It’s a little after eleven on a Monday night, and my husband has just left the house to administer last rites to a man to whom he’s been ministering for a little over a year. This happens every so often; I can always tell when I hear him talking on the phone after nine at night. His particular ‘parish’–the people whom he visits, who attend the services he leads–tend to be early-to-bed folks, so a phone call that late is rarely good news.
Goodbye never comes at a good time. And even when it’s an expected parting–even when it approaches at the end of a long illness or catastrophic accident–death is never not a shock.
My husband will anoint the departing friend with oil. He’ll say those ancient words that have been repeated for generations of believers. There are assurances of mercy, promises of grace, forgiveness, and love.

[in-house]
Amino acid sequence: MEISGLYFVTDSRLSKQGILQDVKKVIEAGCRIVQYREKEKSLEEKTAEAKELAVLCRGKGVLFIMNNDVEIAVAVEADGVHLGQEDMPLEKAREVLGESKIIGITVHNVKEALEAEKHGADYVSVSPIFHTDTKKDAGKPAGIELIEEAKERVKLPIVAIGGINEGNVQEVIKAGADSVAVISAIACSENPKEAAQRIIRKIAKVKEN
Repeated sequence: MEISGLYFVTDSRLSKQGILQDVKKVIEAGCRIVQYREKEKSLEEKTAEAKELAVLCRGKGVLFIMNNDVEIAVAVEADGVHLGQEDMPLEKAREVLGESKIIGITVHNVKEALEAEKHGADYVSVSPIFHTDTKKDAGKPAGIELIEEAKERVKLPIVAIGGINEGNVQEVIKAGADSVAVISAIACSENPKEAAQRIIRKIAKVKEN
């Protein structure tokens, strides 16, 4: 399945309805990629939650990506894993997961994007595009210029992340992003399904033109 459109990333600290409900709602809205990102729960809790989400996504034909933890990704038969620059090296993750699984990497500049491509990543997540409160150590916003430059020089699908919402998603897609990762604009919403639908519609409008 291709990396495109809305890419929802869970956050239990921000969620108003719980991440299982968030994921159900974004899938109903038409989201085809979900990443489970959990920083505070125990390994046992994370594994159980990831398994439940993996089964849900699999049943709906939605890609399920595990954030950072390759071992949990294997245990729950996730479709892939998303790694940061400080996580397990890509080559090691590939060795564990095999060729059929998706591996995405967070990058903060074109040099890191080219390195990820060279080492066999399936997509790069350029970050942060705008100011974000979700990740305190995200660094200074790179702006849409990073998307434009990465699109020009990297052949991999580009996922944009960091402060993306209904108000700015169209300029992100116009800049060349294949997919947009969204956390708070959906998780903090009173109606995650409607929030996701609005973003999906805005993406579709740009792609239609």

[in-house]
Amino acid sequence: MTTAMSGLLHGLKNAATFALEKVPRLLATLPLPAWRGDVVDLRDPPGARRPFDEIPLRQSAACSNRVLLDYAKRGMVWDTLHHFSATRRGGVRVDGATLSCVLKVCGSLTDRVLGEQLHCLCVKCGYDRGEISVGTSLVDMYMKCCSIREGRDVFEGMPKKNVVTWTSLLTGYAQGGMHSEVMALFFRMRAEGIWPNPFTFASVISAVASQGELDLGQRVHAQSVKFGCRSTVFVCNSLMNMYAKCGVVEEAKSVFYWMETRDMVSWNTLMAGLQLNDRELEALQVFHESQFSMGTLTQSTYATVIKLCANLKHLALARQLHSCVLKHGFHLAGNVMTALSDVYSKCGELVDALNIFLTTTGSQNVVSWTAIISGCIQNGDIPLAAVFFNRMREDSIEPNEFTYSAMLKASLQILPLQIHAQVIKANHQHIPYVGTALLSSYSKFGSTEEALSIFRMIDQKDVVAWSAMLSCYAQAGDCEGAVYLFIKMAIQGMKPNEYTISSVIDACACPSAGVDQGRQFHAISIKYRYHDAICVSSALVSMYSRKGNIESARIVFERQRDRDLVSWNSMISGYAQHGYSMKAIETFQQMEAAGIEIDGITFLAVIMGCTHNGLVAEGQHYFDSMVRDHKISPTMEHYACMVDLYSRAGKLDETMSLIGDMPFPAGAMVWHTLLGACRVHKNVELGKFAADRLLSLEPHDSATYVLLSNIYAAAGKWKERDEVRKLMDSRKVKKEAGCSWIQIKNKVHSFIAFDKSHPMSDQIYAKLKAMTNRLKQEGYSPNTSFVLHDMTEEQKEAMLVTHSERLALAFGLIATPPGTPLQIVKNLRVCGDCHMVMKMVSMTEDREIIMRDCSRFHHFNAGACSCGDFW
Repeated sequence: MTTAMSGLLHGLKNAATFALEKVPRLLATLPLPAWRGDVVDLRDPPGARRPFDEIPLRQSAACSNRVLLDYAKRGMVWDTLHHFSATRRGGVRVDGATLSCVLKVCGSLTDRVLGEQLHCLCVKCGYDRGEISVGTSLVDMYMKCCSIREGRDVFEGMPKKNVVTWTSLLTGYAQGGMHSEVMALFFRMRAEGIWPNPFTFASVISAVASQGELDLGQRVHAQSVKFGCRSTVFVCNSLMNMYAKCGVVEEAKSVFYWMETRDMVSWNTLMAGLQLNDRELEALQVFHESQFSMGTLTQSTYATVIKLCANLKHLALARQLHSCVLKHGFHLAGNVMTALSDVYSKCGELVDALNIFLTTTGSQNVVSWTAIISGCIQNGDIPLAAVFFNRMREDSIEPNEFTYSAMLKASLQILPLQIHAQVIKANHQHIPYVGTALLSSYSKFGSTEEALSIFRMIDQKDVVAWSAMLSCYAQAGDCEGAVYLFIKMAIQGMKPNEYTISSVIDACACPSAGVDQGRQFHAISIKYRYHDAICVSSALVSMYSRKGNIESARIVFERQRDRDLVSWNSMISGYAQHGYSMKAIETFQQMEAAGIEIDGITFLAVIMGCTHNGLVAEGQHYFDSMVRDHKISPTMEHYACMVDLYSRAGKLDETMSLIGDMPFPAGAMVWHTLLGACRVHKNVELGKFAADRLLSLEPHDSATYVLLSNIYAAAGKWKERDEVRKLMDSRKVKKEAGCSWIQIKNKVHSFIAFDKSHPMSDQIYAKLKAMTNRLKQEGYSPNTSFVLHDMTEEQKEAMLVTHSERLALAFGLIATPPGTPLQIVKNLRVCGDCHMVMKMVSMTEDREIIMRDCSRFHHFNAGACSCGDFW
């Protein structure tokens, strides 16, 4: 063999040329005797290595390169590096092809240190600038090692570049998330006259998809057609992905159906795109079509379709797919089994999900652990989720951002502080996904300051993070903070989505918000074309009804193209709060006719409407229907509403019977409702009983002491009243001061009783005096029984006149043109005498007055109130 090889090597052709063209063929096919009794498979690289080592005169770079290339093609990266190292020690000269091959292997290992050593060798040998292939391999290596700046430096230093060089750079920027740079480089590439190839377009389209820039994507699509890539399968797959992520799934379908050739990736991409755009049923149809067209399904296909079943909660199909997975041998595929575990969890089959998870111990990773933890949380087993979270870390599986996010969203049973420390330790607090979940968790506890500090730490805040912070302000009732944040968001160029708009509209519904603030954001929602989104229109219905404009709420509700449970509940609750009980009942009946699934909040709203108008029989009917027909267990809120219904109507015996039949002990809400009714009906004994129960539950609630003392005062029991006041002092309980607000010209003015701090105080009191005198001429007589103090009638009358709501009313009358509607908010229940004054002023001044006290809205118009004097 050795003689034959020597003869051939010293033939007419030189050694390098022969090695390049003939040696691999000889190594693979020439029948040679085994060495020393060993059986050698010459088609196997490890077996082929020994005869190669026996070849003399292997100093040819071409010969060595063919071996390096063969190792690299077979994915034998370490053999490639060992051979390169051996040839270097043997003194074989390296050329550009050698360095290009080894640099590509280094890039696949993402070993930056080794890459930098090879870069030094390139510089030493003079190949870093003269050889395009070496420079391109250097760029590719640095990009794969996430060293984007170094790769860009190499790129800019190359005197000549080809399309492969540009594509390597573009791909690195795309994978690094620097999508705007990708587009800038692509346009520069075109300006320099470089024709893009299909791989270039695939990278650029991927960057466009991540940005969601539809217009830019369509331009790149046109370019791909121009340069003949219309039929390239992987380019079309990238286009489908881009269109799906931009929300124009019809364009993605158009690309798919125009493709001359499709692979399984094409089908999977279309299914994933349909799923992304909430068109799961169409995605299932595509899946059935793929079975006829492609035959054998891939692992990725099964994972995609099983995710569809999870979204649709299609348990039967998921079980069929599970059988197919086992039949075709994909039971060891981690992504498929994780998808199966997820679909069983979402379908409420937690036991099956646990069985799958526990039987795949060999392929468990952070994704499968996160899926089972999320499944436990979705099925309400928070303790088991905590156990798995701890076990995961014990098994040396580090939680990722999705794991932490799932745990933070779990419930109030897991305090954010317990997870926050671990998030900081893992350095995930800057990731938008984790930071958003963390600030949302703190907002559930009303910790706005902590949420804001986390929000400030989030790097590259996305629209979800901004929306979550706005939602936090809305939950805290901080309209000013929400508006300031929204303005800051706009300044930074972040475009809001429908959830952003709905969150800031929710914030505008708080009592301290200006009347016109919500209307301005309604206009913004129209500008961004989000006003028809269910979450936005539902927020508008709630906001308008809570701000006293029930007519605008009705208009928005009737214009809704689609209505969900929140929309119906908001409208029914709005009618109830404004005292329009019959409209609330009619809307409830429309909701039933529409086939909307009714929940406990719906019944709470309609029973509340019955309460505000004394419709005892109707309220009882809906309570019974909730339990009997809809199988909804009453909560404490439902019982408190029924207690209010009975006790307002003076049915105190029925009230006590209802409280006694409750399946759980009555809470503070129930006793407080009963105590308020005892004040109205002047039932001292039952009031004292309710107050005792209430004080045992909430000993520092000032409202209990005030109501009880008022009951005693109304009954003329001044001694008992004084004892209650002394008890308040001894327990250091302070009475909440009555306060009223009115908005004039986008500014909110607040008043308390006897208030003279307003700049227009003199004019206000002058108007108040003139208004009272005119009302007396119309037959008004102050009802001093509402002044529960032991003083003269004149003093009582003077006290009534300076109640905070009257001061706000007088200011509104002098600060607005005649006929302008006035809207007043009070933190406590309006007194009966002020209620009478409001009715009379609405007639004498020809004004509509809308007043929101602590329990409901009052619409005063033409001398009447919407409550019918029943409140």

I’ve sat overnight at two death beds. I’ve made my vigil as both of my parents passed from this world into the next. There is something about saying goodbye in the still silence of nighttime that makes us feel a little more alone. The dark velvet reminds of that we came into life alone and we leave it the same way.
I’ve written precious few death scenes in my books. Yet the two I have both happened at night or in the early morning. I don’t think that’s an accident.
I know that my husband’s presence will bring comfort to the soul on his way beyond and to his loved ones. I’m so blessed by knowing that God has given him the gift of sharing comfort and peace with those who most need it.
Goodbyes–especially those that feel forever–are never easy. There is a prayer in the Book of Common Prayer that brings me a measure of peace when I’m struggling.
Keep watch, dear Lord, with those who work, or watch, or weep this night, and give your angels charge over those who sleep. Tend the sick, Lord Christ; give rest to the weary, bless the dying, soothe the suffering, pity the afflicted, shield the joyous; and all for your love’s sake. Amen.